“Please, let’s now focus on the football“. FIFA has officially asked the 32 teams taking part in the Qatar World Cup, set to start on 20th November, not to initiate protests or criticism of the emirate for its questionable human rights record, both in direct relation to the planning of the tournament and in more general terms. However, several European football associations stated their rejection of this request: “We will continue to fight for human rights”. And, given that World Cup ambassador Khalid Salman has since stated that homosexuality is considered “damage in the mind” in Qatar, protests are undoubtedly warranted.
Months of protests all over the world
For months, even years now, the Qatar World Cup has been in the crosshairs of human and environmental rights organisations, with national teams also recently voicing their opposition to the host nation’s human rights practices. Denmark, for example, will wear “toned down” jerseys at the tournament designed by kit manufacturer Hummel as a form of protest, with a completely black third kit as a symbol of mourning for the over 6.500 migrant workers who died building infrastructure for the World Cup.
This shirt carries with it a message.
We don't wish to be visible during a tournament that has cost thousands of people their lives.
We support the Danish national team all the way, but that isn't the same as supporting Qatar as a host nation. pic.twitter.com/7bgMgK7WzS
Khaled al-Suwaidi, an older member of the organising committee for the Qatar World Cup, responded to Denmark’s announcement by saying that the country has used the football World Cup “as a catalyst to drive change” and reformed its migrant worker laws.
Members of Australia’s national team published a video criticising Qatar for its human rights legislation and demanding the decriminalisation of homosexual relationships, which are strictly forbidden in the country. The organisers’ response sounded like something along the lines of “nobody’s perfect”.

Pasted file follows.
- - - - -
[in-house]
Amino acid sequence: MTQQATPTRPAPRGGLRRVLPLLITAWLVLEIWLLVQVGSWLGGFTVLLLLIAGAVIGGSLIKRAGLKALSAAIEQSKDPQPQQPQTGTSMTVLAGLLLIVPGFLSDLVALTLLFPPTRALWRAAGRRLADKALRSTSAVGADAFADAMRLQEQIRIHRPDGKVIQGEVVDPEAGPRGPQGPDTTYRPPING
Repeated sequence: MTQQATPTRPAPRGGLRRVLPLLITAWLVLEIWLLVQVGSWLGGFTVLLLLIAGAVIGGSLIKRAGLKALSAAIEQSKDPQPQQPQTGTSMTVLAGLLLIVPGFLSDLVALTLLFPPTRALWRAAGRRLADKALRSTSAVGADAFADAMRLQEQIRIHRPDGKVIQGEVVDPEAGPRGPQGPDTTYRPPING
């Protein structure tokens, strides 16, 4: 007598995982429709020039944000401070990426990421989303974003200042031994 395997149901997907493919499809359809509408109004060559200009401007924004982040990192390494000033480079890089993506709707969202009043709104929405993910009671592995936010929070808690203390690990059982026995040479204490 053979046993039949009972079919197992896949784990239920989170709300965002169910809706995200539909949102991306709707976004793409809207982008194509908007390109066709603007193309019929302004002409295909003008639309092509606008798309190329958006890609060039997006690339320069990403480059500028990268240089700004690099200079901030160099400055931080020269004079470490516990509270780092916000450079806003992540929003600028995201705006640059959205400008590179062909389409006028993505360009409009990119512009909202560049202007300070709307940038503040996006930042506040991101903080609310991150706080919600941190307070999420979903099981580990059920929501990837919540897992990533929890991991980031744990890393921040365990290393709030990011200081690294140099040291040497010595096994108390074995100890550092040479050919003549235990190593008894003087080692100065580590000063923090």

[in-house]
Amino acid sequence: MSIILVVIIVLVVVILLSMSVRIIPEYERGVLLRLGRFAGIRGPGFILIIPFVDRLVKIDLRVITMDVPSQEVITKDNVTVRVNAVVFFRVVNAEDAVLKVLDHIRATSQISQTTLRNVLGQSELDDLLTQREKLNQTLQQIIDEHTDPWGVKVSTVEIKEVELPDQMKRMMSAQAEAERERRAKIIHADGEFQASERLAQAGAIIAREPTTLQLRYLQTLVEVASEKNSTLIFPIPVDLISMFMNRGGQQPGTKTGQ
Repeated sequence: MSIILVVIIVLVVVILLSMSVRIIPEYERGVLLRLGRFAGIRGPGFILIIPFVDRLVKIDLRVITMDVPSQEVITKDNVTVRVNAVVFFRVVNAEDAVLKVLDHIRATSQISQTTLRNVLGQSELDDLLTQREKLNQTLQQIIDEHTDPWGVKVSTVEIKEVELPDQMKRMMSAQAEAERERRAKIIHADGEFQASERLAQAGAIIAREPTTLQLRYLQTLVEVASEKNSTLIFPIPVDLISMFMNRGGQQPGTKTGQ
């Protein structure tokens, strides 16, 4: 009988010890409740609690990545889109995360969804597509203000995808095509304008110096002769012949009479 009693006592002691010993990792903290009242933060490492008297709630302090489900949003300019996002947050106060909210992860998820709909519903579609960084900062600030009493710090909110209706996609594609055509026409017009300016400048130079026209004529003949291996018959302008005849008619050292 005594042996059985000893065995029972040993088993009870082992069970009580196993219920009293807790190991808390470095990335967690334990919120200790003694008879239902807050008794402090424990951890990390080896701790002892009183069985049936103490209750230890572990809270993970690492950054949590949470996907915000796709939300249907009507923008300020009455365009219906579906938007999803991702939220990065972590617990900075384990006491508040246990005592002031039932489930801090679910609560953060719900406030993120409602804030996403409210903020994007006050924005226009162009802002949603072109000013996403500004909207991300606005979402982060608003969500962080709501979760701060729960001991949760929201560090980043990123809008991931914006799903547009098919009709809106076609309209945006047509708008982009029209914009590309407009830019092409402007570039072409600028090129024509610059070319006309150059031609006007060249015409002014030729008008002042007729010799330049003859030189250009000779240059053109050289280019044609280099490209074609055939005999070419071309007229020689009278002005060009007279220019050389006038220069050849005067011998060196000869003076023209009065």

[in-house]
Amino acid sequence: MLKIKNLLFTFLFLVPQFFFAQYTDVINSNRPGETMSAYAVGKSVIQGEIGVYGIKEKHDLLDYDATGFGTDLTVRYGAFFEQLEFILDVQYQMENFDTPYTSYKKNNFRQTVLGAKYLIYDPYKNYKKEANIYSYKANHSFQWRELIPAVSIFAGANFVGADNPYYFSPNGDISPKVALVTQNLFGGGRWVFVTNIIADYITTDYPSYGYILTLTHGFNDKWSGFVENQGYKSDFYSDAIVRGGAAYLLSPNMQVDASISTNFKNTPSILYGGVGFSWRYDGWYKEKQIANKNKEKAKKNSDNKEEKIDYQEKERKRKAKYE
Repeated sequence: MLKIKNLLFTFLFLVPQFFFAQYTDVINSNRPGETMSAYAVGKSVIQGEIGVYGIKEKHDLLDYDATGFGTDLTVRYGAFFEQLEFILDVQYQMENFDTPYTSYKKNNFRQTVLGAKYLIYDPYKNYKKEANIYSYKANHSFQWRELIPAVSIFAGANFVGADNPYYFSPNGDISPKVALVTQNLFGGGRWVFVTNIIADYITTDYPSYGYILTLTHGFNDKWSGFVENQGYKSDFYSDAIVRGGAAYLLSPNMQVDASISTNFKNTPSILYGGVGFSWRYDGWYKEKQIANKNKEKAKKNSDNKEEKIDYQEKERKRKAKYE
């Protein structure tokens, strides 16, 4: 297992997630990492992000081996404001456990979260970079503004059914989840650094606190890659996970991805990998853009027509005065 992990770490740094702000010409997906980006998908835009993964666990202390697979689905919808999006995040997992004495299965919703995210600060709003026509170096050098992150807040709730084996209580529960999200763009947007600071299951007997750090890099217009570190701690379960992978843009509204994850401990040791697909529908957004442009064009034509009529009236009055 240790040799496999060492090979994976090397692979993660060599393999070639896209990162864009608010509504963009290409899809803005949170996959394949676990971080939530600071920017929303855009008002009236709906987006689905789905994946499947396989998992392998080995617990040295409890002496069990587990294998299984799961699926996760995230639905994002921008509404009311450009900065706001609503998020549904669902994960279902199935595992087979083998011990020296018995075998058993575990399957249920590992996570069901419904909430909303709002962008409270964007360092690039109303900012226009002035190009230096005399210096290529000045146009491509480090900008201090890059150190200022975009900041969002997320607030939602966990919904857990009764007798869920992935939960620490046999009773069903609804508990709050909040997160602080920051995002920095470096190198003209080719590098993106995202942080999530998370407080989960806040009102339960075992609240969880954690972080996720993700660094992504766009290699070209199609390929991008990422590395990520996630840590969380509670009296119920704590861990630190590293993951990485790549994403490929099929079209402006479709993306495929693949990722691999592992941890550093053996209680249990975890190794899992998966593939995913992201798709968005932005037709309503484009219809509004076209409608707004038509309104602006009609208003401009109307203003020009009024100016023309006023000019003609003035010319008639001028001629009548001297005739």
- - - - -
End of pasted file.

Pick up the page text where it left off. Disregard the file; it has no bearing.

Conversely, Iranian footballers have asked FIFA to exclude their country’s team from the Qatar World Cup as a way of condemning the government’s repressive actions against protests sparked by the death of Masha Amini, a young woman killed by the morality police. Calls to ban Iran from the tournament also came from Ukraine, due to the fact that the government in Teheran has given support to Russia in the ongoing conflict. Unsurprisingly, however, FIFA confirmed Iran’s team will be taking part.
Gianni Infantino and Fatma Samoura, respectively the president and general secretary of FIFA, signed a letter to all 32 participating teams, stating that “as one of the 32 participating teams, you carry the hopes and dreams of your home nation and all of its people on your shoulders. […] So, please let’s now focus on the football!”.
Essentially: let’s not ruin the fun for billions of fans for the sake of the rights of a few million others. Of course, the letter continues, “We know football does not live in a vacuum and we are equally aware that there are many challenges and difficulties of a political nature all around the world. But please do not allow football to be dragged into every ideological or political battle that exists”.